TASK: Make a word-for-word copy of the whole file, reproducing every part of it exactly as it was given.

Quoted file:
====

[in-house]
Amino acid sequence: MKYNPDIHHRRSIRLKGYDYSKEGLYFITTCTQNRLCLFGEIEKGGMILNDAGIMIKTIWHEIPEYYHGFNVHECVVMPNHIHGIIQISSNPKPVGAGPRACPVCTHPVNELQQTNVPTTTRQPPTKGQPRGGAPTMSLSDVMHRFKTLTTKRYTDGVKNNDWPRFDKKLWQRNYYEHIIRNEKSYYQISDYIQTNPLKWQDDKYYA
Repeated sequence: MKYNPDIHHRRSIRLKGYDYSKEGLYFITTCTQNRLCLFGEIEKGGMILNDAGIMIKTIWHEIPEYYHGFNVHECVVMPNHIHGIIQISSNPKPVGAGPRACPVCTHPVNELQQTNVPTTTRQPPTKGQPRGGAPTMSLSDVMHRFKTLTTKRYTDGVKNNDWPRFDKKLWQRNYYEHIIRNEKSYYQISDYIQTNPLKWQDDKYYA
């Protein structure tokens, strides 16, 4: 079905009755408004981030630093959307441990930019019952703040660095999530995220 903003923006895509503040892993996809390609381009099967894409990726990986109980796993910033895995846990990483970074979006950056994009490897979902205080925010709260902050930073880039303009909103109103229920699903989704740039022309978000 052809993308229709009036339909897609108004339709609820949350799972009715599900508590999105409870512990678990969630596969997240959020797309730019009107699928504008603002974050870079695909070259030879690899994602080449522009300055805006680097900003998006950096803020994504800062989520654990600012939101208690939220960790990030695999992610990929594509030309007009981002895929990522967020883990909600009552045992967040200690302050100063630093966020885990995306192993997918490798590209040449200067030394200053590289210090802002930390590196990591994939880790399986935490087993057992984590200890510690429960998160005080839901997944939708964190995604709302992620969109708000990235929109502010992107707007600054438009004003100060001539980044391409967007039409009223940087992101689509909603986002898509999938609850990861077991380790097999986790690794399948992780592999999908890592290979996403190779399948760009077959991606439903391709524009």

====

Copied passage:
[in-house]
Amino acid sequence: MKYNPDIHHRRSIRLKGYDYSKEGLYFITTCTQNRLCLFGEIEKGGMILNDAGIMIKTIWHEIPEYYHGFNVHECVVMPNHIHGIIQISSNPKPVGAGPRACPVCTHPVNELQQTNVPTTTRQPPTKGQPRGGAPTMSLSDVMHRFKTLTTKRYTDGVKNNDWPRFDKKLWQRNYYEHIIRNEKSYYQISDYIQTNPLKWQDDKYYA
Repeated sequence: MKYNPDIHHRRSIRLKGYDYSKEGLYFITTCTQNRLCLFGEIEKGGMILNDAGIMIKTIWHEIPEYYHGFNVHECVVMPNHIHGIIQISSNPKPVGAGPRACPVCTHPVNELQQTNVPTTTRQPPTKGQPRGGAPTMSLSDVMHRFKTLTTKRYTDGVKNNDWPRFDKKLWQRNYYEHIIRNEKSYYQISDYIQTNPLKWQDDKYYA
């Protein structure tokens, strides 16, 4: 079905009755408004981030630093959307441990930019019952703040660095999530995220 903003923006895509503040892993996809390609381009099967894409990726990986109980796993910033895995846990990483970074979006950056994009490897979902205080925010709260902050930073880039303009909103109103229920699903989704740039022309978000 052809993308229709009036339909897609108004339709609820949350799972009715599900508590999105409870512990678990969630596969997240959020797309730019009107699928504008603002974050870079695909070259030879690899994602080449522009300055805006680097900003998006950096803020994504800062989520654990600012939101208690939220960790990030695999992610990929594509030309007009981002895929990522967020883990909600009552045992967040200690302050100063630093966020885990995306192993997918490798590209040449200067030394200053590289210090802002930390590196990591994939880790399986935490087993057992984590200890510690429960998160005080839901997944939708964190995604709302992620969109708000990235929109502010992107707007600054438009004003100060001539980044391409967007039409009223940087992101689509909603986002898509999938609850990861077991380790097999986790690794399948992780592999999908890592290979996403190779399948760009077959991606439903391709524009």